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  1. [quote user="allanb"][quote user="audio"] Explications générales form 2047 states ’De la déclaration sont déterminés par rapport au revenu net de l’impôt étranger perçu’.  Is this not the same as what Annett Consultancy are saying which you say is wrong? [/quote] Unfortunately your quotation is incomplete; the whole sentence is Les pourcentages portés dans les colonnes du tableau situés page 3 de la déclaration sont déterminés par rapport au revenu net de  l’impôt étranger perçu.  It only refers to the method of calculating the tax credit (which doesn't apply to UK interest anyway). FWIW, I also think Annett Consultancy is wrong - unless they're being somehow quoted out of context. [/quote] If you were to credit Annett Consultancy with knowing what they are doing then perhaps they mean "declare the interest received after tax (net) then reclaim the tax and declare that when received" However, like yourself and a few others, I believe they are wrong, interest is not taxable in UK but is taxable in France and should be declared gross. The fact that the Banks / BS are not prepared to pay interest free of UK tax has no impact on what is due and where.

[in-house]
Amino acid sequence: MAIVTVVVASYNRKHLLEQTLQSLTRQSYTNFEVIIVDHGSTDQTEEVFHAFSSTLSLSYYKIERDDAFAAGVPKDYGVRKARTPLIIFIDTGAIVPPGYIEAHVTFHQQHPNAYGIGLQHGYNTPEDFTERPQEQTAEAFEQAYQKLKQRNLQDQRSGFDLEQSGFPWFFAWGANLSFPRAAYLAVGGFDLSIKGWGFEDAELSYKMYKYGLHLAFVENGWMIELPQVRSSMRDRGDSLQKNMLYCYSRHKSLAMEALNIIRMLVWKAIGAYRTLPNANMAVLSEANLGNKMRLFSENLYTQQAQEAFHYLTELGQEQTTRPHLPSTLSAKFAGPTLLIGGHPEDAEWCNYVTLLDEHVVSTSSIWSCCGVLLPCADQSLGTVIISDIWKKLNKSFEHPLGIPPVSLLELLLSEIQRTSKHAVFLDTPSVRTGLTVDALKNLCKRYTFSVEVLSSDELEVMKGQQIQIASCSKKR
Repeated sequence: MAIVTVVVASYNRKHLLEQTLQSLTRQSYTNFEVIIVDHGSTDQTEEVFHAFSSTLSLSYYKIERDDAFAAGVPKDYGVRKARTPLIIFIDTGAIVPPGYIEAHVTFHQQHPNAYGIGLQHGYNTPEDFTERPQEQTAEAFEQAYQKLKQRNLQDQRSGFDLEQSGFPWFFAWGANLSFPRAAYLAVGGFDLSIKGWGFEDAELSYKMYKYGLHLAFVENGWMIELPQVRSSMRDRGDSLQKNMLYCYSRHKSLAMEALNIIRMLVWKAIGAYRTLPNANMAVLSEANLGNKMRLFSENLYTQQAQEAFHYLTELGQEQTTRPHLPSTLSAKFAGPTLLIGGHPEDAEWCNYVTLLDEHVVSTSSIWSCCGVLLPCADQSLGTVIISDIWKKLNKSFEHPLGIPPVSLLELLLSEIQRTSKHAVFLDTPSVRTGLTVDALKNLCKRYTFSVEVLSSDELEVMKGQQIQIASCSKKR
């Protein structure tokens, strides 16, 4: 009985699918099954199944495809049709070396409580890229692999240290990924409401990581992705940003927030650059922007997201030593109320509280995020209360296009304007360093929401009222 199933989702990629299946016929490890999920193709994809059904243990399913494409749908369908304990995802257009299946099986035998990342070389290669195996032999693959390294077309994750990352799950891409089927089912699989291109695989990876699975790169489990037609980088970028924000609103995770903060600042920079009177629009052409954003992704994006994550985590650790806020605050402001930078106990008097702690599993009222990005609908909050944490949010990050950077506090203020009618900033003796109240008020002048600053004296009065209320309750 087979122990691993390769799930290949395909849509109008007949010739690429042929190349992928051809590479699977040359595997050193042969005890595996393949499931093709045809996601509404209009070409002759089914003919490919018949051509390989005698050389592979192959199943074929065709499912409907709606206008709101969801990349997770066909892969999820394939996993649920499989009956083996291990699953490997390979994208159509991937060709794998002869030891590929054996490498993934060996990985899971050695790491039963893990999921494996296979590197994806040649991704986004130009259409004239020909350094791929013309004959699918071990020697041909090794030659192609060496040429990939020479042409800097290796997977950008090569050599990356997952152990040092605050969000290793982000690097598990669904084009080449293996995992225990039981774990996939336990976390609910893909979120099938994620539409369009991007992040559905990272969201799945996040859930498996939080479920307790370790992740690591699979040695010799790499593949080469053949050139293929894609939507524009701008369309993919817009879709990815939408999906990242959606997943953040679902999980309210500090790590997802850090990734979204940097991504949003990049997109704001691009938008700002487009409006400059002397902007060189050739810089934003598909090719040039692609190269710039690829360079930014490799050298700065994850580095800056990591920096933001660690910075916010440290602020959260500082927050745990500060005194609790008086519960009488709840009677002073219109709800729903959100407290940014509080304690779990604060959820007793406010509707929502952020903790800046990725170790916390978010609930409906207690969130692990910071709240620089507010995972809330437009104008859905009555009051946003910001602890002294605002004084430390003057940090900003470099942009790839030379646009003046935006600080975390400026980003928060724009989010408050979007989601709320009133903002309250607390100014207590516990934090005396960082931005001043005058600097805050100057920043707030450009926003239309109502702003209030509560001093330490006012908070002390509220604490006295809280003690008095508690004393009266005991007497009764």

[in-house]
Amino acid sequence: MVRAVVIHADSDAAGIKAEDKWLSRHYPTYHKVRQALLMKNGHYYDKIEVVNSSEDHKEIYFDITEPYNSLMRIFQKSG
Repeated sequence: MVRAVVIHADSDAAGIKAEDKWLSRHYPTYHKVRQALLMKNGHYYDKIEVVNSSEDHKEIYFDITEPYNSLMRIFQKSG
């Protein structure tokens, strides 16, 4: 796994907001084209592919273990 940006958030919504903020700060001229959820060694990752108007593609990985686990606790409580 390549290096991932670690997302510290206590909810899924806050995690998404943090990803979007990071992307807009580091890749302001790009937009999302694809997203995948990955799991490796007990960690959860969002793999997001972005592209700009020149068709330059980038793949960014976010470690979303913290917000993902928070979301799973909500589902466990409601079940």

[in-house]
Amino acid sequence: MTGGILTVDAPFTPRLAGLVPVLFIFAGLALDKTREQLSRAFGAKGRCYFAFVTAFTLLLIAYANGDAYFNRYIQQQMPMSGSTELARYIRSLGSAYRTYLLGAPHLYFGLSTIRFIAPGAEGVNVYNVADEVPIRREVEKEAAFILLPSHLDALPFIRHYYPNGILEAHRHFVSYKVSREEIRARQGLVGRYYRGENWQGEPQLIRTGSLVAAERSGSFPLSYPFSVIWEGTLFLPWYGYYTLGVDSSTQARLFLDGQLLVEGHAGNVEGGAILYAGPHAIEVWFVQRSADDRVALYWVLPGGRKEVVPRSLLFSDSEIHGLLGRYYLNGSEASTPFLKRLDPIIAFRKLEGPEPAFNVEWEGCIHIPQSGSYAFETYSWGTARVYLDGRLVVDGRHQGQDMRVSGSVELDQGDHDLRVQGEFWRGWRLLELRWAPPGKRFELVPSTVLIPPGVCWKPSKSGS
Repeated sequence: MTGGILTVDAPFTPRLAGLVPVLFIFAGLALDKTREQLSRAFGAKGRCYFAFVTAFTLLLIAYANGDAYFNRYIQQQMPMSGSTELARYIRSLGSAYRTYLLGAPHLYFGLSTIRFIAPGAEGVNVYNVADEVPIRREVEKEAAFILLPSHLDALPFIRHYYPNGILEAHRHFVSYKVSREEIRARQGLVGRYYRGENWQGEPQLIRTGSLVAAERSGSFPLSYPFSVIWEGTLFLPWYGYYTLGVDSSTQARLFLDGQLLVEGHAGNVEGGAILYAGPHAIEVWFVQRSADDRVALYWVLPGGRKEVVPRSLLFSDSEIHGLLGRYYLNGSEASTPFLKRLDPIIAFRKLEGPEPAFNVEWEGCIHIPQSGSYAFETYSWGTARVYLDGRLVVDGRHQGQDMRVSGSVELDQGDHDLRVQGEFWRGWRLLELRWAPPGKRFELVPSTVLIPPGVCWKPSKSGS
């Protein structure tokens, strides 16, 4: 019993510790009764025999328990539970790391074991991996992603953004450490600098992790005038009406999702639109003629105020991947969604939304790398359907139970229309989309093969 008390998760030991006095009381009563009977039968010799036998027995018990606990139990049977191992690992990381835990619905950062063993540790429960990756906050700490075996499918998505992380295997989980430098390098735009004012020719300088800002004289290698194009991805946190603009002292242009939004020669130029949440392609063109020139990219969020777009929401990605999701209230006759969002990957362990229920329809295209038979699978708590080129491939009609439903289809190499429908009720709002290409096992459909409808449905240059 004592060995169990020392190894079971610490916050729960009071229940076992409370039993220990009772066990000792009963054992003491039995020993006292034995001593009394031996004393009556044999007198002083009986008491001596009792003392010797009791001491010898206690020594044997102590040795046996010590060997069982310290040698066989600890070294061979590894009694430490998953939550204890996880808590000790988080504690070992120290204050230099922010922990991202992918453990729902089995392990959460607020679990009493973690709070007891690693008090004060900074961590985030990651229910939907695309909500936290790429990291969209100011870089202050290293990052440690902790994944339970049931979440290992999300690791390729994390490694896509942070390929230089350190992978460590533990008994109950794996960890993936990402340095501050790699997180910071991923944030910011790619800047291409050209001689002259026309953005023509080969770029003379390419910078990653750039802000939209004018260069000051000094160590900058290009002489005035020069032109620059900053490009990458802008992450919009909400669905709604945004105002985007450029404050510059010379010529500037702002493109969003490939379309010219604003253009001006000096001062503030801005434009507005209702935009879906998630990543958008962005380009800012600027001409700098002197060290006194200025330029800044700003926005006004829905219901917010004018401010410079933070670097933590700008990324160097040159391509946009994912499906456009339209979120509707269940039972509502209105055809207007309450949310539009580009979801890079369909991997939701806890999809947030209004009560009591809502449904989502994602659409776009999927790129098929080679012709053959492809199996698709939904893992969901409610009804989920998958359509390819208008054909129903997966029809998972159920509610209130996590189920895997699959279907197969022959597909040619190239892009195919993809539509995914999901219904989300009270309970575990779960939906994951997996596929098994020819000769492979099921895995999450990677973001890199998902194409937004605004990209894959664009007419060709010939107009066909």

2. LesLauriers


    [quote user="danny"]http://france.angloinfo.com/countries/france/moretax.asp they seem not to agree.[/quote] They do disagree with the ISF return produced by the French Government, but what do you expect from Blevins Franks?
  3. LesLauriers


    [quote user="danny"]Three possibilities are available, these are 1. Make a detailed listing with attached values. 2. Take your insurance valuation. 3. Take 5% of the open market value of the property before the 30% deduction. Antiques etc are not counted.[/quote] It is 5% of your total taxable worth not 5% of your principle residence; From form2725: "Forfait immobilier EF = DE x 5%" DE is "Total des immeubles et des biens meubles : (DE = AB + AC + BK + CD + CE + CF + CG)